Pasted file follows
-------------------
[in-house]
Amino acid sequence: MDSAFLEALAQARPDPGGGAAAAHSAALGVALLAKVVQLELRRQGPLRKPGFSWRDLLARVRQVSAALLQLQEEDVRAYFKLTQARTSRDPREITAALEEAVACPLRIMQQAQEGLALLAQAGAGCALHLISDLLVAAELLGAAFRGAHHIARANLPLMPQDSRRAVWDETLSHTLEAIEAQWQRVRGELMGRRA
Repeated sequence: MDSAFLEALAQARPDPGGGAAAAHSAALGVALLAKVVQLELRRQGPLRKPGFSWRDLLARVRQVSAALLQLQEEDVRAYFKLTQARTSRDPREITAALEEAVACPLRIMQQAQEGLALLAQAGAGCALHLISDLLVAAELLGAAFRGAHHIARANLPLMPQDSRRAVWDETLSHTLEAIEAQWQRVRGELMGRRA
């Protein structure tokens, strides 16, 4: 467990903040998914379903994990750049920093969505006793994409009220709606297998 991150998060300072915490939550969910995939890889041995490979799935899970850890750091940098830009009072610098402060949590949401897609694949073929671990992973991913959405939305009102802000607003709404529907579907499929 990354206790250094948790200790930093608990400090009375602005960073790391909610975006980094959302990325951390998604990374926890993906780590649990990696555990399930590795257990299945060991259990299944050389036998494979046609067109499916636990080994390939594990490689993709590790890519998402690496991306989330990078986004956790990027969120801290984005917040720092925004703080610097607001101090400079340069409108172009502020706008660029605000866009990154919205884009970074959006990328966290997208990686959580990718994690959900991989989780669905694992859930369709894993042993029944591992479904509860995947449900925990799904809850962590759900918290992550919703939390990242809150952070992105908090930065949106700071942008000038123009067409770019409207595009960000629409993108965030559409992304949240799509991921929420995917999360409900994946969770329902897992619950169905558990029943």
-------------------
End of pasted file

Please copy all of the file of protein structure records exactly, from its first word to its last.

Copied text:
[in-house]
Amino acid sequence: MDSAFLEALAQARPDPGGGAAAAHSAALGVALLAKVVQLELRRQGPLRKPGFSWRDLLARVRQVSAALLQLQEEDVRAYFKLTQARTSRDPREITAALEEAVACPLRIMQQAQEGLALLAQAGAGCALHLISDLLVAAELLGAAFRGAHHIARANLPLMPQDSRRAVWDETLSHTLEAIEAQWQRVRGELMGRRA
Repeated sequence: MDSAFLEALAQARPDPGGGAAAAHSAALGVALLAKVVQLELRRQGPLRKPGFSWRDLLARVRQVSAALLQLQEEDVRAYFKLTQARTSRDPREITAALEEAVACPLRIMQQAQEGLALLAQAGAGCALHLISDLLVAAELLGAAFRGAHHIARANLPLMPQDSRRAVWDETLSHTLEAIEAQWQRVRGELMGRRA
């Protein structure tokens, strides 16, 4: 467990903040998914379903994990750049920093969505006793994409009220709606297998 991150998060300072915490939550969910995939890889041995490979799935899970850890750091940098830009009072610098402060949590949401897609694949073929671990992973991913959405939305009102802000607003709404529907579907499929 990354206790250094948790200790930093608990400090009375602005960073790391909610975006980094959302990325951390998604990374926890993906780590649990990696555990399930590795257990299945060991259990299944050389036998494979046609067109499916636990080994390939594990490689993709590790890519998402690496991306989330990078986004956790990027969120801290984005917040720092925004703080610097607001101090400079340069409108172009502020706008660029605000866009990154919205884009970074959006990328966290997208990686959580990718994690959900991989989780669905694992859930369709894993042993029944591992479904509860995947449900925990799904809850962590759900918290992550919703939390990242809150952070992105908090930065949106700071942008000038123009067409770019409207595009960000629409993108965030559409992304949240799509991921929420995917999360409900994946969770329902897992619950169905558990029943």